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Ask the PhD: Parkin, PINK1 and Parkinson’s

Charting the Genetics of Parkinson's Disease

The Michael J. Fox Foundation (MJFF) is constantly evaluating new research findings that help us define the causes of Parkinson’s and use that knowledge to develop new ways to measure and treat the disease.

Two emerging, important targets in our portfolio are PINK1 and parkin. Shalini Padmanabhan, PhD, Senior Associate Director of Research Programs at MJFF, and several other staff scientists recently authored a paper in Biomolecules explaining our strategy for these targets.  

MJFF: Why are PINK1 and parkin relevant to Parkinson’s disease?

Dr. Padmanabhan: We are constantly learning about the genetic drivers of Parkinson’s. Research has uncovered that mutations in two genes, PINK1 and PRKN, cause autosomal recessive early-onset Parkinson’s. These genes encode proteins called PTEN-induced putative kinase protein 1 (PINK1) and parkin.

MJFF: How are PINK1 and parkin involved in the development of Parkinson’s?

Dr. Padmanabhan: These proteins work together in the mitochondrial pathway, which generates energy to keep our brain cells functioning. Genetic mutations cause PINK1 and parkin to be underactive, which disrupts normal mitochondrial processes and leads to the death of brain cells and ultimately Parkinson’s disease. More interestingly, we are finding that a subset of patients who do not carry these mutations may have underactive PINK1 and parkin, too.

MJFF: What is The Michael J. Fox Foundation doing to further research into PINK1 and parkin?

Dr. Padmanabhan: In 2013, we developed a comprehensive initiative for these targets. We’d been funding studies into PINK1 and parkin already, but at that point the evidence was strong enough to warrant significant, focused investment. Our strategy includes four elements:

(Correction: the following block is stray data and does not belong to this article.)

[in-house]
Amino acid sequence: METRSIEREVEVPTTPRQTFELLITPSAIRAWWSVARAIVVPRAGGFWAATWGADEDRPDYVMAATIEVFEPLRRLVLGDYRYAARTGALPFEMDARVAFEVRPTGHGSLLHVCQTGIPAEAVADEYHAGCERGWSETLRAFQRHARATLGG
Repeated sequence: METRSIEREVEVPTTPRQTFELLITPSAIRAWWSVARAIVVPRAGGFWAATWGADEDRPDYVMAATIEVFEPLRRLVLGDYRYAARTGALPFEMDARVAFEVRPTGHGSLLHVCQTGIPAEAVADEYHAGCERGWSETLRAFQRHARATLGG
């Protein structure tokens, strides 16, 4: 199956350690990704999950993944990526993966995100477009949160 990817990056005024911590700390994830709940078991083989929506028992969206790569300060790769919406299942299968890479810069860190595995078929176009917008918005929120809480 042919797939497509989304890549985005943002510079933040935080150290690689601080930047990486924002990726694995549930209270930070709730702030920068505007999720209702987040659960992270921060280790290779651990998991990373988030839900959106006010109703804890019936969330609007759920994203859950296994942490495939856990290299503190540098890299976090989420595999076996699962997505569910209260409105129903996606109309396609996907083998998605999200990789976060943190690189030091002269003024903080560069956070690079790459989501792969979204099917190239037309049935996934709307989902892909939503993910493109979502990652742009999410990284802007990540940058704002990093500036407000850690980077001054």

1. Increase understanding of the biological function of PINK1 and parkin in Parkinson’s
  2. Develop, optimize and validate biomarker assays to assess PINK1-parkin pathway activation
  3. Facilitate the development of PINK1-parkin pathway-targeting therapies
  4. Develop, characterize and distribute preclinical tools and models to facilitate research

Simply, we want to understand everything possible about how these proteins work and how they contribute to Parkinson’s; scientists can then translate that understanding into biomarkers to measure disease and therapeutics to treat it. We also fund the development of research tools to make that work possible.

MJFF: What has happened since the initiative began in 2013?

Dr. Padmanabhan: This is a fast-moving area of research. MJFF is funding numerous studies and bringing together researchers around several critical topics. In biology, we are supporting teams investigating the role of PINK1 and parkin proteins in protecting brain cells from damage (neuroprotection). This includes studies determining the role of normal and mutated genes in modulating mitochondrial health and immune signaling. MJFF also supports numerous biomarker projects, which includes developing assays to measure normal and abnormal functioning of these proteins and downstream processes in humans. These will be critical to the success of therapeutics because they measure what has gone wrong and how much a drug has corrected it. Ultimately, our goal is to get to cures and we are seeing progress there, too. MJFF is funding several teams developing potential treatments. These use different approaches, including stabilizing or activating PINK1 and/or parkin.

MJFF: What’s next?

Dr. Padmanabhan: We want to build on what we have learned already. Our goal is to ensure research in the most promising areas can continue to advance. We do this through funding, but also by providing high-quality and standardized research tools and models that are proving to be critical to advance our biology and biomarker studies. We are constantly facilitating the generation of new ideas and consolidating information from the field by bringing together the community of researchers working on PINK1 and parkin to share what they have learned and address challenges and roadblocks.

To learn more about what MJFF is funding, visit the Funded Studies section of our website.

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